29. Stephanie says

    I have been using a DivaCup for 10 months now. All I can say is…i’m never going back! All the women I know think im crazy but I say to anyone who hasn’t tried it…make the switch..it’s life-changing! Its ha changed my periods drastically. I never worry about leaking, I empty once in the morning and once in the evening and I can feel safe about using it.

  30. F says

    I’m just gonna say it — I am lazy!! It’s hard being a person who menstruates, you know? That’s a lot to manage. On top of that I’ve always had both irregular and extremely painful periods. I’m 22 and it’s been like this since my first period at 12. Originally I only used pads, then I used tampons for a while in high school. During college I went back to only pads due to issues with it feeling like tampons were “falling out” of me, and then this last year back to tampons again — Same issues though! I may never find out why my tampons, no matter the brand or size, always feel like they are poking out of me because then I decided to buy a cup, which I’ve recently started using.

    I had heard that after a lot of use of menstrual cups it can somewhat diminish cramping due to not having the bad chemicals in it that tampons do (I get my worst cramps with tampons, but due to my heavy flows I blow through pads easily). Also, the benefit of being able to put something in even if my period hasn’t started yet “just in case” was of huge importance to me. I’ve always been irregular, but thank god I usually feel a tell tale warning cramp a day or so before things ‘might’ get started. When this happens I know to start using my cup (at least when I am not in the house) just in case.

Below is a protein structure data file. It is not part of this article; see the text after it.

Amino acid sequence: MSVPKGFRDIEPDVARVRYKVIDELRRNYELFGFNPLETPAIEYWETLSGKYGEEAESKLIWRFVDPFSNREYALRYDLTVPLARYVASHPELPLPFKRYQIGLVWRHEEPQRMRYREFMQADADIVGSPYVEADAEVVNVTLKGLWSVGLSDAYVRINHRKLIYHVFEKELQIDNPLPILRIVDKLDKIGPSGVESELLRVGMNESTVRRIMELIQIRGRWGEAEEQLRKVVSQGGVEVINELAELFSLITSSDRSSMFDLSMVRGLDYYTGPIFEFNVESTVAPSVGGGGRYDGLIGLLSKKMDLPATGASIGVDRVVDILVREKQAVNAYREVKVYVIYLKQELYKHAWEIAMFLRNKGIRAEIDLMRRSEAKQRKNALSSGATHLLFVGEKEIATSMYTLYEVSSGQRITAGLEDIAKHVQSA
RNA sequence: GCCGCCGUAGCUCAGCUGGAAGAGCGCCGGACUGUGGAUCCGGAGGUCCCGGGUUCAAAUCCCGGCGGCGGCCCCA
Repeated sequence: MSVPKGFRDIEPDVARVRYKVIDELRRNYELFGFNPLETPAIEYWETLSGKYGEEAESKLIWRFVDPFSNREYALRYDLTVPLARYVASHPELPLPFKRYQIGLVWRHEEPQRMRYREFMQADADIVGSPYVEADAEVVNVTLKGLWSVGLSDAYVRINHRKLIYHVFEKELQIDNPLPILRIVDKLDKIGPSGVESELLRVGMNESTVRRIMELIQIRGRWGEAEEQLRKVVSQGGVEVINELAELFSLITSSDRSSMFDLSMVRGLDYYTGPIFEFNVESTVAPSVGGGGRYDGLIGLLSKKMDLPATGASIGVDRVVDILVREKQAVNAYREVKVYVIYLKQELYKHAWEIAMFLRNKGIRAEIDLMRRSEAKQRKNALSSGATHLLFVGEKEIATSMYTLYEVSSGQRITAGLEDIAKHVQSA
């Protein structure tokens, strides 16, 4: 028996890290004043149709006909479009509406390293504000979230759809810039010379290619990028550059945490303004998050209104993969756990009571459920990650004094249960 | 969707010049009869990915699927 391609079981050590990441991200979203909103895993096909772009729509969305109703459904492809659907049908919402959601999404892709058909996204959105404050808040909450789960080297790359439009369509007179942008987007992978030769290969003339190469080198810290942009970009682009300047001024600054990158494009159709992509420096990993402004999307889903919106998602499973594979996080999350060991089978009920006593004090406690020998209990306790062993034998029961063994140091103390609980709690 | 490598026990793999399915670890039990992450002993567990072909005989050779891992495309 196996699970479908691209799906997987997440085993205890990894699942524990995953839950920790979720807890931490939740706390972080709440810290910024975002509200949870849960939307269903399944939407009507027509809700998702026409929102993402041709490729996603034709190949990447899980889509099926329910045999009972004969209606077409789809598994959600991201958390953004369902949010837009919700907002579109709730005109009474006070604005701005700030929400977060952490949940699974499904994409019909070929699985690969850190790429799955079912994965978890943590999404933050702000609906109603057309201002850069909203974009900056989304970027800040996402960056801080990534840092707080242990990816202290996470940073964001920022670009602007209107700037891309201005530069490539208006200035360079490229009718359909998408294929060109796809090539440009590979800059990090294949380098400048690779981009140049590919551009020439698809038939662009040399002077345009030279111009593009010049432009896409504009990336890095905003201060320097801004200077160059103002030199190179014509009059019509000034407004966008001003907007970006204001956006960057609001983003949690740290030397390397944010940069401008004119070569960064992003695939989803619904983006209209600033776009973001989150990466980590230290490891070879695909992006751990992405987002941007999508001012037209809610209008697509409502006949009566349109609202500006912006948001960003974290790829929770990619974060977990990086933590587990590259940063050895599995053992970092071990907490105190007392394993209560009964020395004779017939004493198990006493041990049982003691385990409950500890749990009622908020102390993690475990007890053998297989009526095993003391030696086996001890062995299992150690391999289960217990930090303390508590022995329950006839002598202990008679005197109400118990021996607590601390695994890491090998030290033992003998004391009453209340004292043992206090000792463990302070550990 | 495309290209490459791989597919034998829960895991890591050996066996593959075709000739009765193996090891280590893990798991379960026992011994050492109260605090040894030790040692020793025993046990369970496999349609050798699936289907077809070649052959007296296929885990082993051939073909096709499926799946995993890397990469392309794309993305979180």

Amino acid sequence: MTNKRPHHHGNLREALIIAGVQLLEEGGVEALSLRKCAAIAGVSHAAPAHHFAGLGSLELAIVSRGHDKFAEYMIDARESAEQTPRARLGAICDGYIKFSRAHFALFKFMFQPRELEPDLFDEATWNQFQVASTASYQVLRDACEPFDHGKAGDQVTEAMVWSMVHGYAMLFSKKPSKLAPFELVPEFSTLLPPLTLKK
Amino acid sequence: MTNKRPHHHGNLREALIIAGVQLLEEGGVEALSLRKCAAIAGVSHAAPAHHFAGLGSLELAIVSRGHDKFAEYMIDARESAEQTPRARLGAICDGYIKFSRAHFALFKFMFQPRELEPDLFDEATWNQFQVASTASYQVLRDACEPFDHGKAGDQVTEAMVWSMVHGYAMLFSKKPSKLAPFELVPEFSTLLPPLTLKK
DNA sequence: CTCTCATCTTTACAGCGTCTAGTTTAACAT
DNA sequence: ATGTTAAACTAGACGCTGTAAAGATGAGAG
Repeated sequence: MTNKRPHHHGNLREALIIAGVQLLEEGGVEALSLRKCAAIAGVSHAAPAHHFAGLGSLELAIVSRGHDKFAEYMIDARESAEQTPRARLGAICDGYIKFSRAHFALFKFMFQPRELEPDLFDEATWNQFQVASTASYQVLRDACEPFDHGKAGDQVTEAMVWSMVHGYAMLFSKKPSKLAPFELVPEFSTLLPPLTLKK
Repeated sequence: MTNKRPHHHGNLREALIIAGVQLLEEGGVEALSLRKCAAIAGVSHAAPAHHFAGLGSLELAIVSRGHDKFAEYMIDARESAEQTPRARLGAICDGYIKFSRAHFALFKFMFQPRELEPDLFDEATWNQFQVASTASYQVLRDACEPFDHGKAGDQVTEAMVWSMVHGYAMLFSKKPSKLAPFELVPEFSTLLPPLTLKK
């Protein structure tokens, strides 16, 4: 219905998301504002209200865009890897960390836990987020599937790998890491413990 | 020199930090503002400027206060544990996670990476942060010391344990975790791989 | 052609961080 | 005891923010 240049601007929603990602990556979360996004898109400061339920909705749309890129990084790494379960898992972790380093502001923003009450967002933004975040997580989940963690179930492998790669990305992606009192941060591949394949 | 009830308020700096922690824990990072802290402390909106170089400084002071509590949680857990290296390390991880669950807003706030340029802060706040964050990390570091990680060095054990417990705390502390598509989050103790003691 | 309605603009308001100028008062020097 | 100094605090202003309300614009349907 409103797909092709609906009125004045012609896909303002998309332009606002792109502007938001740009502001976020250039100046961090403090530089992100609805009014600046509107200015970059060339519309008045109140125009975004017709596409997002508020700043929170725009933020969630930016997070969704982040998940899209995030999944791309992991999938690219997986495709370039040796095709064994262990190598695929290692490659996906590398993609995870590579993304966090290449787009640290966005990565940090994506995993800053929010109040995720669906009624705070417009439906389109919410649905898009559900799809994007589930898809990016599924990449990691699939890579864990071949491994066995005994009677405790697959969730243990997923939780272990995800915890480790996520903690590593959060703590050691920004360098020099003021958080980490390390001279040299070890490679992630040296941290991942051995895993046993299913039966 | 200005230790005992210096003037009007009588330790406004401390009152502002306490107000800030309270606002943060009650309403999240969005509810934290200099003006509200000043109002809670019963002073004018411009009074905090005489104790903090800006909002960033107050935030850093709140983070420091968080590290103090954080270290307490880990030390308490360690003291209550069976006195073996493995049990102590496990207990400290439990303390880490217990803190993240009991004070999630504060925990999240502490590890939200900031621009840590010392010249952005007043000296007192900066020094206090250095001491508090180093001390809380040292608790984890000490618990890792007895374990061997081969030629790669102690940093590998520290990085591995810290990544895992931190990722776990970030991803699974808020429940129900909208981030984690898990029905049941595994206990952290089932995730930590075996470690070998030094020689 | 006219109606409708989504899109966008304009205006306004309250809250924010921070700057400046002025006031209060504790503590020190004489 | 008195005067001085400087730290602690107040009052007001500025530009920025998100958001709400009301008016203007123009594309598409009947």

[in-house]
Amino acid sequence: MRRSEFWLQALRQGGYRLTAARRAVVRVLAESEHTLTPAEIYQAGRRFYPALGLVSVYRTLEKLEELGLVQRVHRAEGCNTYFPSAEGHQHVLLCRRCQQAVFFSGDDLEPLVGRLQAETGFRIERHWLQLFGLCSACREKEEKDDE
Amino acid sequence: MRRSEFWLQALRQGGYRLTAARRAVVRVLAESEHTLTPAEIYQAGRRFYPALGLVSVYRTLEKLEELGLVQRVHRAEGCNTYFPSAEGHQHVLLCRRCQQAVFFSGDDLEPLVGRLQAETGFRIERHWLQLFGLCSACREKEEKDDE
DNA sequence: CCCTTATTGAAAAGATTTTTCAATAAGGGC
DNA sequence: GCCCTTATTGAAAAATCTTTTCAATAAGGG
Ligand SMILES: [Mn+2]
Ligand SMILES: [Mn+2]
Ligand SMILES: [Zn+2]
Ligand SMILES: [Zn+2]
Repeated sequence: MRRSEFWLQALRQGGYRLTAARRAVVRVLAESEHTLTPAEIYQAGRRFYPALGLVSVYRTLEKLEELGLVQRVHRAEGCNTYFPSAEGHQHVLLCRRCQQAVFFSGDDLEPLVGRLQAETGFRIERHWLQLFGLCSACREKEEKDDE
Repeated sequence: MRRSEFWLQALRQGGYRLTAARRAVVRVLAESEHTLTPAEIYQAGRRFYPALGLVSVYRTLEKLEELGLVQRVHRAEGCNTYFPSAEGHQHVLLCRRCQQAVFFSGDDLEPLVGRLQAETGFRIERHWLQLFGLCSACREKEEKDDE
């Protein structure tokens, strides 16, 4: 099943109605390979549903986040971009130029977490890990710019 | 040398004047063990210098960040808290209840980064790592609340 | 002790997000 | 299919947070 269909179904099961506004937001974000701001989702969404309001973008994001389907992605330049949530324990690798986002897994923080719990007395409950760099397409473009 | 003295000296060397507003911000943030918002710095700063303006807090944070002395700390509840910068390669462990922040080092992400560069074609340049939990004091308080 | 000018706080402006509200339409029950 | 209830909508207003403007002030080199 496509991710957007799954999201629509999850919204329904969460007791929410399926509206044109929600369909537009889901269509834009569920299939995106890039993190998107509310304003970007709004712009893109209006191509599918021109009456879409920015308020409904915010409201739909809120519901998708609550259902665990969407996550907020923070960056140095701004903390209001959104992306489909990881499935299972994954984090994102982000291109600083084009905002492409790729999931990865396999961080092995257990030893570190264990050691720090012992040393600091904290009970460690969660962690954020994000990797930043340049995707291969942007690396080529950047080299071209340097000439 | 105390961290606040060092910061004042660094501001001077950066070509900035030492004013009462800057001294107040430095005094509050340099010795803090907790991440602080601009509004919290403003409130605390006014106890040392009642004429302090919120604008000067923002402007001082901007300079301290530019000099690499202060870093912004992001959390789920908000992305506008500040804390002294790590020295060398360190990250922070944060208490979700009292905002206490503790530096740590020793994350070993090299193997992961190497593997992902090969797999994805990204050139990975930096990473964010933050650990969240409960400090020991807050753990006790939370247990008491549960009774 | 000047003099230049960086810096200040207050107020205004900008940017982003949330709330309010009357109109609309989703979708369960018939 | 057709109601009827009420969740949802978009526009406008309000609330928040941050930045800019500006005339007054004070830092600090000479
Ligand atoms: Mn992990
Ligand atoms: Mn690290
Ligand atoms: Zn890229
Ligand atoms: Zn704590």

I got a Diva and will eventually get a Ladycup because I have heard they are smaller. While I am not a virgin I am an extremely tiny person and my cervix is pretty low. Women love to insist that the vagina is made to “stretch” as it can fit penises/dildos and babies through it. While this is true remember that one of those things you should be sufficiently aroused for, and the other thing is………childbirth!! My point is, if it’s not comfy try a smaller size. I cut my stem off completely on my Diva cup, it hurt like a bitch and stuck out. Now it goes all the way in, nothing sticking out.

    I do get awkward cramps the first day using the cup…I think it is touching my cervix but until I get a smaller cup I am not sure what to do. All in all though the benefits out-weigh the minor inconveniences. Hands down better than pads or tampons.

  31. Trudy says

    ok so i bought a menstrual cup i have tried may folds but i cannot insert it. it pops open before it is even in the vagina and vacuums to the labia!!! lol i know im doing something wrong!! how do you keep it folded to insert? i am over weight so im thining that may be the reason?? please help…

  32. Tamara says

    I’m 27, sexually active, and have never been pregnant. This is like the 3rd or 4th cycle I have used my diva cup. I love that it is a natural option for what is usually a miserable week for me. I love that I don’t have to buy pads or tampons anymore. I DON’T love that I am still struggling with leaks on my heavier days. Today, I have already had to change it three times. This last time I just took it out completely and put on a pad. Ugh!! I have read about “finding my cervix” so, I’m gonna try that, but I am thinking I need to try the larger size. My question is, should I get another Diva, or should I try another brand? I want so desperately to make this work! Help!!

  33. Dee says

    I haven’t tried any of the cups yet, although I want to because I have REALLY heavy period with clotting on my heavy days. I am afraid that the large clots will over fill the cup and I will have a disastrous mess. Anyone else who has this issue ever tried a cup?